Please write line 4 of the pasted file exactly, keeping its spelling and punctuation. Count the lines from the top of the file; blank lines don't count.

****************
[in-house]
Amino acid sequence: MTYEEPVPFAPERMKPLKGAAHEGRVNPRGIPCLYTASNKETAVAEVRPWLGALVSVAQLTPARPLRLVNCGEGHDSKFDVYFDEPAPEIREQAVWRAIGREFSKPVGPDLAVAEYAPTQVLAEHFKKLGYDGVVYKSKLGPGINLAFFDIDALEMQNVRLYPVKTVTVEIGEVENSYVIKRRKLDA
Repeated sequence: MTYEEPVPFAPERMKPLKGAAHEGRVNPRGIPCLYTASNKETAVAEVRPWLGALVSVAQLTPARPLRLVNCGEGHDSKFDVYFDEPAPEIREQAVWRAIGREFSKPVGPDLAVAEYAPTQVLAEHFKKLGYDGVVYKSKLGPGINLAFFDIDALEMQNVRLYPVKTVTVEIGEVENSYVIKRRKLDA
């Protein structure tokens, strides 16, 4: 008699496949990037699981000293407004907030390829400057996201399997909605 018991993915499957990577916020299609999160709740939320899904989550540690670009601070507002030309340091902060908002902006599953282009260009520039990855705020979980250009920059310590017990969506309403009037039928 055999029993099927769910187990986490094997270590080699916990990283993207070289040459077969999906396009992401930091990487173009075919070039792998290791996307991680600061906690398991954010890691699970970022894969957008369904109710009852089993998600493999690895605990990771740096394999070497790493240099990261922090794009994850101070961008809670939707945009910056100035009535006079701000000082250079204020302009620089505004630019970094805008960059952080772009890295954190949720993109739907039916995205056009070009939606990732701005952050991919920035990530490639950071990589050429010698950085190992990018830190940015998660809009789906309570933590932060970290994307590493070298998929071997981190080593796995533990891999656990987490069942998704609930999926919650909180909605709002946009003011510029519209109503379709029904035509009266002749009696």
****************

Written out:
């Protein structure tokens, strides 16, 4: 008699496949990037699981000293407004907030390829400057996201399997909605 018991993915499957990577916020299609999160709740939320899904989550540690670009601070507002030309340091902060908002902006599953282009260009520039990855705020979980250009920059310590017990969506309403009037039928 055999029993099927769910187990986490094997270590080699916990990283993207070289040459077969999906396009992401930091990487173009075919070039792998290791996307991680600061906690398991954010890691699970970022894969957008369904109710009852089993998600493999690895605990990771740096394999070497790493240099990261922090794009994850101070961008809670939707945009910056100035009535006079701000000082250079204020302009620089505004630019970094805008960059952080772009890295954190949720993109739907039916995205056009070009939606990732701005952050991919920035990530490639950071990589050429010698950085190992990018830190940015998660809009789906309570933590932060970290994307590493070298998929071997981190080593796995533990891999656990987490069942998704609930999926919650909180909605709002946009003011510029519209109503379709029904035509009266002749009696």